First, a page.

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In this issue

Jonathan Tobin: Defending the Right to a Jewish State

Heather Hale: Compliment your kids without giving them big heads

Megan Shauri: 10 ways you are ruining your own happiness

Carolyn Bigda: 8 Best Dividend Stocks for 2015

Kiplinger's Personal Finance editors: 7 Things You Didn't Know About Paying Off Student Loans

Samantha Olson: The Crucial Mistake 55% Of Parents Are Making At Their Baby's Bedtime

Densie Well, Ph.D., R.D. Open your eyes to yellow vegetables

The Kosher Gourmet by Megan Gordon With its colorful cache of purples and oranges and reds, COLLARD GREEN SLAW is a marvelous mood booster --- not to mention just downright delish
April 18, 2014

Rabbi Yonason Goldson: Clarifying one of the greatest philosophical conundrums in theology

Caroline B. Glick: The disappearance of US will

Megan Wallgren: 10 things I've learned from my teenagers

Lizette Borreli: Green Tea Boosts Brain Power, May Help Treat Dementia

John Ericson: Trying hard to be 'positive' but never succeeding? Blame Your Brain

The Kosher Gourmet by Julie Rothman Almondy, flourless torta del re (Italian king's cake), has royal roots, is simple to make, . . . but devour it because it's simply delicious

April 14, 2014

Rabbi Dr Naftali Brawer: Passover frees us from the tyranny of time

Greg Crosby: Passing Over Religion

Eric Schulzke: First degree: How America really recovered from a murder epidemic

Georgia Lee: When love is not enough: Teaching your kids about the realities of adult relationships

Cameron Huddleston: Freebies for Your Lawn and Garden

Gordon Pape: How you can tell if your financial adviser is setting you up for potential ruin

Dana Dovey: Up to 500,000 people die each year from hepatitis C-related liver disease. New Treatment Has Over 90% Success Rate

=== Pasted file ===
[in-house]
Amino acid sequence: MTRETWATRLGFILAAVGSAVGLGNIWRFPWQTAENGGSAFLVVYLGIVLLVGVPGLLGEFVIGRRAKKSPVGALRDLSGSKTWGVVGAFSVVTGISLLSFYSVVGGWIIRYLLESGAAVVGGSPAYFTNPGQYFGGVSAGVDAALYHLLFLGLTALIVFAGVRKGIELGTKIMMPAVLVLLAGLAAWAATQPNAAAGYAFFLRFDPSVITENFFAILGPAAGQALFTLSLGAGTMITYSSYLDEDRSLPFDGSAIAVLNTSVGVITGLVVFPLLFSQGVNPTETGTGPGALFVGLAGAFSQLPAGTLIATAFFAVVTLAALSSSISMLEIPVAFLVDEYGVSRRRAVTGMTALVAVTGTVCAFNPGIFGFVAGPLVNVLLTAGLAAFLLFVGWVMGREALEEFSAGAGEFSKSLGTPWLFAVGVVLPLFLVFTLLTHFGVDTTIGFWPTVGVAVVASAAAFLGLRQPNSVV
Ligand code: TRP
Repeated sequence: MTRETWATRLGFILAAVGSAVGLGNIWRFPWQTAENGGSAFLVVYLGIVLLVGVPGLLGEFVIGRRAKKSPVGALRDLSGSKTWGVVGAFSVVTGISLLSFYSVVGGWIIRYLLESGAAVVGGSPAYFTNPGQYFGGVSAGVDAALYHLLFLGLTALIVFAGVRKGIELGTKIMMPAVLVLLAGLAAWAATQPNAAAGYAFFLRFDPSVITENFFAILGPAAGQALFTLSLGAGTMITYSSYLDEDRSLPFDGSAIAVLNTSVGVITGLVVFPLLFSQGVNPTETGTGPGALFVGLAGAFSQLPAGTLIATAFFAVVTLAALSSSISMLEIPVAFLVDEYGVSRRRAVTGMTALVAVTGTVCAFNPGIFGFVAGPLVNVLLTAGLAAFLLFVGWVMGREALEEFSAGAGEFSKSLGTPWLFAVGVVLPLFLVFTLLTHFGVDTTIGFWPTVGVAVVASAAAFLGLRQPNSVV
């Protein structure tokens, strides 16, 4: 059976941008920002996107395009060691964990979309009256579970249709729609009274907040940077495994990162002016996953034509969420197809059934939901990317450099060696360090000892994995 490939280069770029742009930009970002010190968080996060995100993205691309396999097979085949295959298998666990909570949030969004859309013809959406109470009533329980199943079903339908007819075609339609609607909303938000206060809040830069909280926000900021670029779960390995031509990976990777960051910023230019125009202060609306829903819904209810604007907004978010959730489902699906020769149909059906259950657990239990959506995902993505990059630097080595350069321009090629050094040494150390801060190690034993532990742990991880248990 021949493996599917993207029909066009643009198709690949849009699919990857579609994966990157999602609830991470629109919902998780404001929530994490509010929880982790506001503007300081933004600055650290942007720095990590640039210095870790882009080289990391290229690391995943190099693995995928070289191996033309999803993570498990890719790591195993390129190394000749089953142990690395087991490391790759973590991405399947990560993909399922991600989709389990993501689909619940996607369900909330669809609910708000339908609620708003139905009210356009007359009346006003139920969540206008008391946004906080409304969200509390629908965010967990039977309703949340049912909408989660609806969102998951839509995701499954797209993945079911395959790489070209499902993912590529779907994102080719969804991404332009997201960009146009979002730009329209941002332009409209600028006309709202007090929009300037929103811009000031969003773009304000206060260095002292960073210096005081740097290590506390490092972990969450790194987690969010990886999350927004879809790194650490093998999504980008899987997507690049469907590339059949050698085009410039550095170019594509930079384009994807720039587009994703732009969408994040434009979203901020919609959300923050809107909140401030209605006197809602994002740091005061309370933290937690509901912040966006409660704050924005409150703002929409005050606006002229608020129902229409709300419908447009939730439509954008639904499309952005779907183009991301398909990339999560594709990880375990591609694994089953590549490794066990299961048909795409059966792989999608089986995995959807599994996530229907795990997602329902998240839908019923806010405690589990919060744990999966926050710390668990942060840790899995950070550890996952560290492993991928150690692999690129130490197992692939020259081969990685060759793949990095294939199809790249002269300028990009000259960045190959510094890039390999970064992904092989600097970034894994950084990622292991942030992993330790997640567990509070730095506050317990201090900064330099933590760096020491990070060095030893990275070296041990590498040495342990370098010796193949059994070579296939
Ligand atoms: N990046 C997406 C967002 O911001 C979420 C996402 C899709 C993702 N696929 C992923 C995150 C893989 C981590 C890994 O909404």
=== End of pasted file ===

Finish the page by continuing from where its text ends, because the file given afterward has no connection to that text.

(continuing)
Justin Caba: Eating Watermelon Can Help Control High Blood Pressure

The Kosher Gourmet by Joshua E. London and Lou Marmon Don't dare pass over these Pesach picks for Manischewitz!

April 11, 2014

Rabbi Hillel Goldberg: Silence is much more than golden

Caroline B. Glick: Forgetting freedom at Passover

Susan Swann: How to value a child for who he is, not just what he does

Cameron Huddleston: 7 Financial Tasks You Should Tackle Right Now

Sandra Block and Lisa Gerstner: How to Profit From Your Passion

Susan Scutti: A Simple Blood Test Might Soon Diagnose Cancer

Chris Weller: Have A Slow Metabolism? Let Science Speed It Up For You

The Kosher Gourmet by Diane Rossen Worthington Whitefish Terrine: A French take on gefilte fish

April 9, 2014

Jonathan Tobin: Why Did Kerry Lie About Israeli Blame?

Samuel G. Freedman: A resolution 70 years later for a father's unsettling legacy of ashes from Dachau

Jessica Ivins: A resolution 70 years later for a father's unsettling legacy of ashes from Dachau

Kim Giles: Asking for help is not weakness

Kathy Kristof and Barbara Hoch Marcus: 7 Great Growth Israeli Stocks

Matthew Mientka: How Beans, Peas, And Chickpeas Cleanse Bad Cholesterol and Lowers Risk of Heart Disease